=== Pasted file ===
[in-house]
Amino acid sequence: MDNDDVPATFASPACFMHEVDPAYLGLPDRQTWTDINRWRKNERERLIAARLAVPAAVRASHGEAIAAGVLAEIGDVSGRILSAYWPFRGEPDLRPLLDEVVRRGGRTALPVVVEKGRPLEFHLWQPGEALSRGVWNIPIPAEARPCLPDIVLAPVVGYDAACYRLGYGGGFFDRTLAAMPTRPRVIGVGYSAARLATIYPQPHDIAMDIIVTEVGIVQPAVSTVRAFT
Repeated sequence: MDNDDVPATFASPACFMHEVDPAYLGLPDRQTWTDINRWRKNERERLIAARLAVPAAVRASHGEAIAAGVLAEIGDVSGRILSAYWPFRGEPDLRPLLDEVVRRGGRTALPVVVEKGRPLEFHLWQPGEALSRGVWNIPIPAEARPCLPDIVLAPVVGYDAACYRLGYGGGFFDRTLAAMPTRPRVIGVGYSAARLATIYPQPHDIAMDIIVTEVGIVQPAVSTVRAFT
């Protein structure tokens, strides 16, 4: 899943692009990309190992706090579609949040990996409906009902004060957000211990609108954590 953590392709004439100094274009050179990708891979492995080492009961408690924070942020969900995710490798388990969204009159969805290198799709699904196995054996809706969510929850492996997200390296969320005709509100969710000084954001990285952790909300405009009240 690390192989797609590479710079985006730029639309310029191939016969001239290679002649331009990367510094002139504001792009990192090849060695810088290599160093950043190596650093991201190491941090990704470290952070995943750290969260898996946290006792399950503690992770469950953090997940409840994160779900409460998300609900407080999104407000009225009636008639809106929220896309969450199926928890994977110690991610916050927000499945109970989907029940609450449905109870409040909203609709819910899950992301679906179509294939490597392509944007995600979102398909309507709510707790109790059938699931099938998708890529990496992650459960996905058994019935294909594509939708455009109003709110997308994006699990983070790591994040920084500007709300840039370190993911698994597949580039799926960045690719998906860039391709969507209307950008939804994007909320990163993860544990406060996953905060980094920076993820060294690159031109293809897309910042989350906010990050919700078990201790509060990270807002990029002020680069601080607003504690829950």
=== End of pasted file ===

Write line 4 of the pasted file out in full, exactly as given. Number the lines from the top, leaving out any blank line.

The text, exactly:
């Protein structure tokens, strides 16, 4: 899943692009990309190992706090579609949040990996409906009902004060957000211990609108954590 953590392709004439100094274009050179990708891979492995080492009961408690924070942020969900995710490798388990969204009159969805290198799709699904196995054996809706969510929850492996997200390296969320005709509100969710000084954001990285952790909300405009009240 690390192989797609590479710079985006730029639309310029191939016969001239290679002649331009990367510094002139504001792009990192090849060695810088290599160093950043190596650093991201190491941090990704470290952070995943750290969260898996946290006792399950503690992770469950953090997940409840994160779900409460998300609900407080999104407000009225009636008639809106929220896309969450199926928890994977110690991610916050927000499945109970989907029940609450449905109870409040909203609709819910899950992301679906179509294939490597392509944007995600979102398909309507709510707790109790059938699931099938998708890529990496992650459960996905058994019935294909594509939708455009109003709110997308994006699990983070790591994040920084500007709300840039370190993911698994597949580039799926960045690719998906860039391709969507209307950008939804994007909320990163993860544990406060996953905060980094920076993820060294690159031109293809897309910042989350906010990050919700078990201790509060990270807002990029002020680069601080607003504690829950």